“As I have loved you,” said the Lord Jesus, “so you must love each other.” (Jn 13:34) The lockdown has brought forth remarkable acts of charity, of loving kindness, from Catholics across our communities as they have cared for the needy and vulnerable. We have seen love in action through charitable works, and through the service of many front-line keyworkers who are members of our Church. Now we can begin to return to the source of that charity, Christ himself, present for us sacramentally, body, blood, soul and divinity, in Holy Communion. As we prepare to gather again to worship, let us, respectful of each other, come together in thanksgiving to God for
the immense gift of the Holy Eucharist.
Yours devotedly in Christ
✠ Vincent Cardinal Nichols, Archbishop of Westminster
✠ Malcolm McMahon OP, Archbishop of Liverpool
✠ Bernard Longley, Archbishop of Birmingham
✠ John Wilson, Archbishop of Southwark
This letter is addressed to the Catholic Community in England; the opening of the Catholic Churches in Wales
is devolved to the Welsh Assembly who are still evaluating their position on opening Places of Worship.
A PDF version of this letter is available by clicking Here
Reopening of church for private prayer
Following a thorough risk assessment carried out by both Fr Paul and a parishioner, and in line with government guidelines, we have decided to reopen the church for private prayer from the morning of Sunday 21 June 2020. The church will initially be open every Sunday from 10 am until 12 noon. Further days and times for church opening will be reviewed on an ongoing basis.
The church building has been prepared to facilitate these changes, including taping off benches and areas of the church that are not allowed to be accessed in order to both maintain social distancing and limit the number of surfaces visitors come into contact with.
In line with diocesan guidelines there are a few rules that must be adhered to:
1) If you have received medical advice to shield, or if you or anyone in your household has covid-19 symptoms you are required to remain at home. If you are showing cold or flu symptoms, you will not be allowed to enter the church.
2) You must follow the direction and advice of the marshals who are there for your safety and the safety of those around you.
3) All entering the church are recommended to use face coverings at all times to minimise the risk of contagion to all present.
4) On entering and leaving the church you are required to use the provided hand sanitiser. This has been set up to allow 70% hand gel to be dispensed by depressing the lever using your arm or elbow rather than by touching it with your hands.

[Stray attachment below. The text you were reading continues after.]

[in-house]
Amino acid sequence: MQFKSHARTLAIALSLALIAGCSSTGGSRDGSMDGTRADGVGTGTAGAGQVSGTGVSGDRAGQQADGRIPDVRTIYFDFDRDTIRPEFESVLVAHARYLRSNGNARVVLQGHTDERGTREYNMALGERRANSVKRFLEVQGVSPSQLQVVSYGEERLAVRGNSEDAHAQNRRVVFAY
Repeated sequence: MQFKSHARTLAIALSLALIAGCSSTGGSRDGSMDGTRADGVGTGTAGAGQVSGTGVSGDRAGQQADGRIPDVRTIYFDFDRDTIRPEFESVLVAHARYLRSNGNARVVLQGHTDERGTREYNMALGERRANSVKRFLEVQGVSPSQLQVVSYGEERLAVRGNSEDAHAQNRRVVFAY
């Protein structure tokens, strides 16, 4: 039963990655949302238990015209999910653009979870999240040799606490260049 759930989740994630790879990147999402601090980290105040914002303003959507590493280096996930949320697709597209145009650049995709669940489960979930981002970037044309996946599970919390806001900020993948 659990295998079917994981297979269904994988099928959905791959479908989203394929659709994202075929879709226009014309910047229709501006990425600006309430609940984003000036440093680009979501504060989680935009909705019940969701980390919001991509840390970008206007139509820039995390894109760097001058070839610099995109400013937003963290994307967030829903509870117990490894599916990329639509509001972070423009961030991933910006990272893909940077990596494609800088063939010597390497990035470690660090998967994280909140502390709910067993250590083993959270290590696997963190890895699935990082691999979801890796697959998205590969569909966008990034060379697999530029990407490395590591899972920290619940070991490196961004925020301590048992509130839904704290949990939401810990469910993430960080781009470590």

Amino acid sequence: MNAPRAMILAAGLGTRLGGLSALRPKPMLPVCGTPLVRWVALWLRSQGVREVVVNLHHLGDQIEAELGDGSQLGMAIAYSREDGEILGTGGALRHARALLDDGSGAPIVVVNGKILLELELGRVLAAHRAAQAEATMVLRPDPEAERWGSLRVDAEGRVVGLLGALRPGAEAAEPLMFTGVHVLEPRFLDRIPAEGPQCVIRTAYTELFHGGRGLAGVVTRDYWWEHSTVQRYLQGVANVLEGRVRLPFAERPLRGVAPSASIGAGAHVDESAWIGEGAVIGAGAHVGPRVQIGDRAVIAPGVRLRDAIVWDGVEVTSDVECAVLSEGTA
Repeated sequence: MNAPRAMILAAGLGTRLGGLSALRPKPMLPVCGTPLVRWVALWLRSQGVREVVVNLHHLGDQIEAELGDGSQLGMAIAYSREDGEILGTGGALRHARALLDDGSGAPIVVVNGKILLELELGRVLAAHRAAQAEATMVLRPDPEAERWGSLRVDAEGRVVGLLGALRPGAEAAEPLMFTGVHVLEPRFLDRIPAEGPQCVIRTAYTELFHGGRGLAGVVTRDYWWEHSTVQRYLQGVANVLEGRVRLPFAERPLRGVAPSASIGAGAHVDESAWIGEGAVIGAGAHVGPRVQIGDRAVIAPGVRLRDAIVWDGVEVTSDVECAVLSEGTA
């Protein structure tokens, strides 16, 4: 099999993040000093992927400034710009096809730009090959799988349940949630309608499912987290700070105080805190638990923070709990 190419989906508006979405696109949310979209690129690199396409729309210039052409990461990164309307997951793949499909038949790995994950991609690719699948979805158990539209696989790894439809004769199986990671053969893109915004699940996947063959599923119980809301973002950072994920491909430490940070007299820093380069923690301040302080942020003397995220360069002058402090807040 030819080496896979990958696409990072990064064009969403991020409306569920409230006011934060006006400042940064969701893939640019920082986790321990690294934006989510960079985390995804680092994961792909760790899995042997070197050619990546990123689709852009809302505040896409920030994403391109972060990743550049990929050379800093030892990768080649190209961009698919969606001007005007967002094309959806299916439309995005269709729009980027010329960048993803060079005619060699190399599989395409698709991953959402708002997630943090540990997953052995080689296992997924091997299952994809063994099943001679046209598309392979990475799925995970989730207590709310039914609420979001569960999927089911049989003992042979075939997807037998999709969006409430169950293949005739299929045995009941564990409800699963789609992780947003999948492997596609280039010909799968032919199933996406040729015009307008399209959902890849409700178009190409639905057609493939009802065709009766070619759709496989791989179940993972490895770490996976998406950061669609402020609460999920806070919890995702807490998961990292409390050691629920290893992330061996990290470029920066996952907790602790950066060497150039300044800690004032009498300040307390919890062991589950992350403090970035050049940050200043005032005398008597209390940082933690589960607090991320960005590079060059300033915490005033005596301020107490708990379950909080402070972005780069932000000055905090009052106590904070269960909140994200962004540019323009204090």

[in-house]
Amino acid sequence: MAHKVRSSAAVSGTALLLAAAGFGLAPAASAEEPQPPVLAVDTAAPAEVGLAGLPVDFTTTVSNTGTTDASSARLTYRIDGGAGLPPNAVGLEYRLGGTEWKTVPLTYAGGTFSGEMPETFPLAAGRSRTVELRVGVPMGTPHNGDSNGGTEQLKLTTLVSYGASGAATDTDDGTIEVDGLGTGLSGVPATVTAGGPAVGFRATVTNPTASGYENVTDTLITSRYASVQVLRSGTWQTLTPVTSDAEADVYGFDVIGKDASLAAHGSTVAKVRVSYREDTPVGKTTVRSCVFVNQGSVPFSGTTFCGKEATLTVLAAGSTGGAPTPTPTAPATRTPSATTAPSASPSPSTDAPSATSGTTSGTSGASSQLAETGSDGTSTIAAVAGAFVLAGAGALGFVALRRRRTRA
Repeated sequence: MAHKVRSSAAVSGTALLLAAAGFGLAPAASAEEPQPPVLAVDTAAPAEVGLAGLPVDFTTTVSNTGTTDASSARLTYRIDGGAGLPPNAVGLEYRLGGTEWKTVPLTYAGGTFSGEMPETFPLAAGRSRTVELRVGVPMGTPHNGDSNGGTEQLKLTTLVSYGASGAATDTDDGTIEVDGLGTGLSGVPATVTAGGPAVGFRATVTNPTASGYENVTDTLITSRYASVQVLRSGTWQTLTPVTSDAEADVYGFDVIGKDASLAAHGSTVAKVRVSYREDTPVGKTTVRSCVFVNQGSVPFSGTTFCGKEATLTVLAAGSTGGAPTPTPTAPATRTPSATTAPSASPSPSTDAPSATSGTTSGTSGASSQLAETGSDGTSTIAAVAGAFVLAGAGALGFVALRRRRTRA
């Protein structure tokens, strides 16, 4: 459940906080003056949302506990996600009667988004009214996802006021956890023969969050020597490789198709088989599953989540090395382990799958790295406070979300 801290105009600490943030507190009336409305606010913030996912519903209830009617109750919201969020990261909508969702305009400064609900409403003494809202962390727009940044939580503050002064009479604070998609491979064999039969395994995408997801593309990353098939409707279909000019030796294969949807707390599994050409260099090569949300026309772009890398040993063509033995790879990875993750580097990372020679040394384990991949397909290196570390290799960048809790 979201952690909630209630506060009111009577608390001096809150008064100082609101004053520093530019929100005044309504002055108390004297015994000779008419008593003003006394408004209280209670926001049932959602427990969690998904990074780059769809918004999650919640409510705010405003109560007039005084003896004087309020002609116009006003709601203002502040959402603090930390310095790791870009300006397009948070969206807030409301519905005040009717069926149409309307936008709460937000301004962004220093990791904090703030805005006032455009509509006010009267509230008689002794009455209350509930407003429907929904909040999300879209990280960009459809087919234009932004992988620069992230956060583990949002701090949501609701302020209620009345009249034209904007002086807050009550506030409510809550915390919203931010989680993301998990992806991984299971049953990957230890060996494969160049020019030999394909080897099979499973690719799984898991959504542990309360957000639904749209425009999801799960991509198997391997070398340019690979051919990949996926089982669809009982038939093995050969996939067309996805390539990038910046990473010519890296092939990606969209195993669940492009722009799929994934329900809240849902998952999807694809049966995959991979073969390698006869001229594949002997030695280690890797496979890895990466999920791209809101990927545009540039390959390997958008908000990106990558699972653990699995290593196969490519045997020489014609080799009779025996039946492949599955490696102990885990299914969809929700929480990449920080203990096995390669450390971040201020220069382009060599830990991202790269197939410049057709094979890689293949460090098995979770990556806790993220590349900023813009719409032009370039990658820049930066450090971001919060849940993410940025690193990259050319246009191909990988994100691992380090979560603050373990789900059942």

5) Personal possessions should be kept to a minimum and should be taken away on leaving the church. Any handkerchiefs or tissues shall be taken off the premises.
6) Any item found during cleaning shall be disposed of and shall not be deposited in any lost property.
7) Statues are not to be touched, and areas that have been cordoned off should not be entered. The holy water stoup, baptismal font, confessional, sacristy, lady chapel, votive candles and toilets are all closed off.
8) While children are unlikely to become very ill, they are capable of both being infected by the virus and of spreading it. Parents or guardians bringing children into a church should not be discouraged from doing so, but it will be important for parents to manage their children appropriately, particularly ensuring they touch as few surfaces as possible for their own safety.
If anyone falls ill after worshipping at the church, you (or your representative) are requested to inform the parish of your circumstances (giving details, if possible, of the time and date of their visits to the church). The parish would then be responsible for posting on social media and in church a notice encouraging those who have been on the premises on those days to seek a test and not to attend the church. This would be done without disclosing any personal information.
In the event of someone falling ill whilst at church, normal first aid rules apply. Current government advice is here
If there is any doubt an ambulance will be called. Anyone assisting the sick person would need to wear PPE consisting of a face mask, gloves and an apron. Then the church would need to be closed, deep cleaned and the incident reported to the Health and Safety Executive in accordance with The Reporting of Injuries, Diseases and Dangerous Occurrences Regulations 2013 (RIDDOR) which requires reporting when:
· an unintended incident at work has led to someone’s possible or actual exposure to coronavirus. This must be reported as a dangerous occurrence.
· a worker has been diagnosed as having COVID 19 and there is reasonable evidence that it was caused by exposure at work. This must be reported as a case of disease.
· a worker dies as a result of occupational exposure to coronavirus.
Above all though, we want you to return to church in a safe manner and look forwarding to welcoming you soon.
PLEASE DONATE TO SUPPORT THE PARISH
If you are able to support the parish financially in the coming weeks and months, there are a number of options by which you can do this...
The most efficient way of doing so is by setting up either a standing order or making ad-hoc payments from your bank account into the parish account.
If you are willing to do this, please send an e-mail to firstname.lastname@example.org and we will send you further details as to how to set this up.
Alternatively, you can either put a cash or cheque donation in a clearly marked envelope through the presbytery letterbox, or post donations (cheques only please) to the parish address found at the bottom of this page.
If you are an existing Gift-Aid Donor or wish to become a new Gift-Aid Donor please provide your Full Name, Address and Postcode on the envelope.
To Donate Online, please visit the diocese website, at https://www.birminghamdiocese.org.uk/support-our-work and select Alcester in the "Donating To" box on the second page of the pop-up form.